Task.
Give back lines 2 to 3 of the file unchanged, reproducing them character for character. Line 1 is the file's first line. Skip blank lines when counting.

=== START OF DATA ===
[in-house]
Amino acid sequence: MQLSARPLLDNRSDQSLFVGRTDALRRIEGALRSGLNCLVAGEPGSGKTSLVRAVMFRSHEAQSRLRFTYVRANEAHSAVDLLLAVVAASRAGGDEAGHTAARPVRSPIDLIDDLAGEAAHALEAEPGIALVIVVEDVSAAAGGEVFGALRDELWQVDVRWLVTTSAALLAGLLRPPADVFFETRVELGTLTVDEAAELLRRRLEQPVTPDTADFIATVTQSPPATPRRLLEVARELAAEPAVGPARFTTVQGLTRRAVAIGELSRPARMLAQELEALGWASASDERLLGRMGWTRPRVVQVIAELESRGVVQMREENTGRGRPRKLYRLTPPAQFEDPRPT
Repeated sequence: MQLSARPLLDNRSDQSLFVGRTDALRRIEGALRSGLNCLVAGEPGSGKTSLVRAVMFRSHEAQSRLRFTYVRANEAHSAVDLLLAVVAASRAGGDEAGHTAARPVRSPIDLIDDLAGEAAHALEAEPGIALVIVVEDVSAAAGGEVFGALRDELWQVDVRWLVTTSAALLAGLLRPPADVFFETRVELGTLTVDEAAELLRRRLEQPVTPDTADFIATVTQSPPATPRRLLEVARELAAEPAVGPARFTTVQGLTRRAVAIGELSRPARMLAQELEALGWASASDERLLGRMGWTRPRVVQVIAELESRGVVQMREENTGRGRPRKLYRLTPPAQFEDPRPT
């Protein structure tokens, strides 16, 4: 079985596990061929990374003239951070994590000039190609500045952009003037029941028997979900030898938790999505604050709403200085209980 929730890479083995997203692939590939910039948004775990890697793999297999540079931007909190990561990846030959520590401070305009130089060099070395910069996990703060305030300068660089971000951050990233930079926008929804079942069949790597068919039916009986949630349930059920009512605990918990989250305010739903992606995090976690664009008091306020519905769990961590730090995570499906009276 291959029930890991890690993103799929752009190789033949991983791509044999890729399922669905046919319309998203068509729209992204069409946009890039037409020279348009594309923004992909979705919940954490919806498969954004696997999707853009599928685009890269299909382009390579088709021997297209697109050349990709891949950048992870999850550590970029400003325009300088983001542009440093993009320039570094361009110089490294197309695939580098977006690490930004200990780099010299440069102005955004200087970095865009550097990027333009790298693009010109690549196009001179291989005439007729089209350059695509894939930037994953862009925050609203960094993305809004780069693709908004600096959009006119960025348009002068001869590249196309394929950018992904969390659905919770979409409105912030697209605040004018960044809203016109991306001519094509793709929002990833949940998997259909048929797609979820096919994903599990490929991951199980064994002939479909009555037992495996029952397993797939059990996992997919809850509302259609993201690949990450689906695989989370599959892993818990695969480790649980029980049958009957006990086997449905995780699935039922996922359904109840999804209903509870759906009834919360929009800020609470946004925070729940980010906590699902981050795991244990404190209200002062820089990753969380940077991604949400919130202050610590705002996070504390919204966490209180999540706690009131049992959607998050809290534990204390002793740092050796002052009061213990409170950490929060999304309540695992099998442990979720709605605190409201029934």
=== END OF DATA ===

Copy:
Amino acid sequence: MQLSARPLLDNRSDQSLFVGRTDALRRIEGALRSGLNCLVAGEPGSGKTSLVRAVMFRSHEAQSRLRFTYVRANEAHSAVDLLLAVVAASRAGGDEAGHTAARPVRSPIDLIDDLAGEAAHALEAEPGIALVIVVEDVSAAAGGEVFGALRDELWQVDVRWLVTTSAALLAGLLRPPADVFFETRVELGTLTVDEAAELLRRRLEQPVTPDTADFIATVTQSPPATPRRLLEVARELAAEPAVGPARFTTVQGLTRRAVAIGELSRPARMLAQELEALGWASASDERLLGRMGWTRPRVVQVIAELESRGVVQMREENTGRGRPRKLYRLTPPAQFEDPRPT
Repeated sequence: MQLSARPLLDNRSDQSLFVGRTDALRRIEGALRSGLNCLVAGEPGSGKTSLVRAVMFRSHEAQSRLRFTYVRANEAHSAVDLLLAVVAASRAGGDEAGHTAARPVRSPIDLIDDLAGEAAHALEAEPGIALVIVVEDVSAAAGGEVFGALRDELWQVDVRWLVTTSAALLAGLLRPPADVFFETRVELGTLTVDEAAELLRRRLEQPVTPDTADFIATVTQSPPATPRRLLEVARELAAEPAVGPARFTTVQGLTRRAVAIGELSRPARMLAQELEALGWASASDERLLGRMGWTRPRVVQVIAELESRGVVQMREENTGRGRPRKLYRLTPPAQFEDPRPT